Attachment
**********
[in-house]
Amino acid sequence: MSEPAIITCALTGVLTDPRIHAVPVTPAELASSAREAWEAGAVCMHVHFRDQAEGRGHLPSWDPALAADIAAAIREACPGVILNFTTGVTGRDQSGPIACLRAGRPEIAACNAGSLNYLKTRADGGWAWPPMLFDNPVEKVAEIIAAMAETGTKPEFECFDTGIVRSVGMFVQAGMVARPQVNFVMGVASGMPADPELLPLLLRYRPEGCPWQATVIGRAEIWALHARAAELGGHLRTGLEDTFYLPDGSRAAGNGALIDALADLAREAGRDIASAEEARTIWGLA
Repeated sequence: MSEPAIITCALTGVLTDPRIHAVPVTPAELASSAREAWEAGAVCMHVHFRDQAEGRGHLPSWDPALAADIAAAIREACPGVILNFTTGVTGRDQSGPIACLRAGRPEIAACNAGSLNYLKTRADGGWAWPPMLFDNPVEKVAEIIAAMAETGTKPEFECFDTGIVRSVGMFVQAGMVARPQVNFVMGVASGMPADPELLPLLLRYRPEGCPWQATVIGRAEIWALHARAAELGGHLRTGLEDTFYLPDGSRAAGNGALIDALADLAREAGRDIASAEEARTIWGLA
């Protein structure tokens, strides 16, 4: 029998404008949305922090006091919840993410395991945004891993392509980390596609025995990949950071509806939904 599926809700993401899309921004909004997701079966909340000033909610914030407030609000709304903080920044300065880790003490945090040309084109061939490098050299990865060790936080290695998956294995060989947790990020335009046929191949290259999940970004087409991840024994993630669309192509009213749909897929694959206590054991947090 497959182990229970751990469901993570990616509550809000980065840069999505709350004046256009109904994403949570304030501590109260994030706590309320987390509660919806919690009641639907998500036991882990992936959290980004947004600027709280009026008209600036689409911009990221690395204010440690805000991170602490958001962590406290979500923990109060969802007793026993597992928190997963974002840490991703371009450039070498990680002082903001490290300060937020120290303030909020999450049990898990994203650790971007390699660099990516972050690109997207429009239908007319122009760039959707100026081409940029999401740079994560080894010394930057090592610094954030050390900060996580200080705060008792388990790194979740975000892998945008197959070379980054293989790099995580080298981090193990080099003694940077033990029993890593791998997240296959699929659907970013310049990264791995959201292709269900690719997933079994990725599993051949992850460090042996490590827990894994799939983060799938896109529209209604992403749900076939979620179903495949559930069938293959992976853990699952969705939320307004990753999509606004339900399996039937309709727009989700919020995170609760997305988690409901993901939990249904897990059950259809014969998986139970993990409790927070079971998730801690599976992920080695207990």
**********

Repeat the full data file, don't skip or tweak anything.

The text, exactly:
[in-house]
Amino acid sequence: MSEPAIITCALTGVLTDPRIHAVPVTPAELASSAREAWEAGAVCMHVHFRDQAEGRGHLPSWDPALAADIAAAIREACPGVILNFTTGVTGRDQSGPIACLRAGRPEIAACNAGSLNYLKTRADGGWAWPPMLFDNPVEKVAEIIAAMAETGTKPEFECFDTGIVRSVGMFVQAGMVARPQVNFVMGVASGMPADPELLPLLLRYRPEGCPWQATVIGRAEIWALHARAAELGGHLRTGLEDTFYLPDGSRAAGNGALIDALADLAREAGRDIASAEEARTIWGLA
Repeated sequence: MSEPAIITCALTGVLTDPRIHAVPVTPAELASSAREAWEAGAVCMHVHFRDQAEGRGHLPSWDPALAADIAAAIREACPGVILNFTTGVTGRDQSGPIACLRAGRPEIAACNAGSLNYLKTRADGGWAWPPMLFDNPVEKVAEIIAAMAETGTKPEFECFDTGIVRSVGMFVQAGMVARPQVNFVMGVASGMPADPELLPLLLRYRPEGCPWQATVIGRAEIWALHARAAELGGHLRTGLEDTFYLPDGSRAAGNGALIDALADLAREAGRDIASAEEARTIWGLA
């Protein structure tokens, strides 16, 4: 029998404008949305922090006091919840993410395991945004891993392509980390596609025995990949950071509806939904 599926809700993401899309921004909004997701079966909340000033909610914030407030609000709304903080920044300065880790003490945090040309084109061939490098050299990865060790936080290695998956294995060989947790990020335009046929191949290259999940970004087409991840024994993630669309192509009213749909897929694959206590054991947090 497959182990229970751990469901993570990616509550809000980065840069999505709350004046256009109904994403949570304030501590109260994030706590309320987390509660919806919690009641639907998500036991882990992936959290980004947004600027709280009026008209600036689409911009990221690395204010440690805000991170602490958001962590406290979500923990109060969802007793026993597992928190997963974002840490991703371009450039070498990680002082903001490290300060937020120290303030909020999450049990898990994203650790971007390699660099990516972050690109997207429009239908007319122009760039959707100026081409940029999401740079994560080894010394930057090592610094954030050390900060996580200080705060008792388990790194979740975000892998945008197959070379980054293989790099995580080298981090193990080099003694940077033990029993890593791998997240296959699929659907970013310049990264791995959201292709269900690719997933079994990725599993051949992850460090042996490590827990894994799939983060799938896109529209209604992403749900076939979620179903495949559930069938293959992976853990699952969705939320307004990753999509606004339900399996039937309709727009989700919020995170609760997305988690409901993901939990249904897990059950259809014969998986139970993990409790927070079971998730801690599976992920080695207990």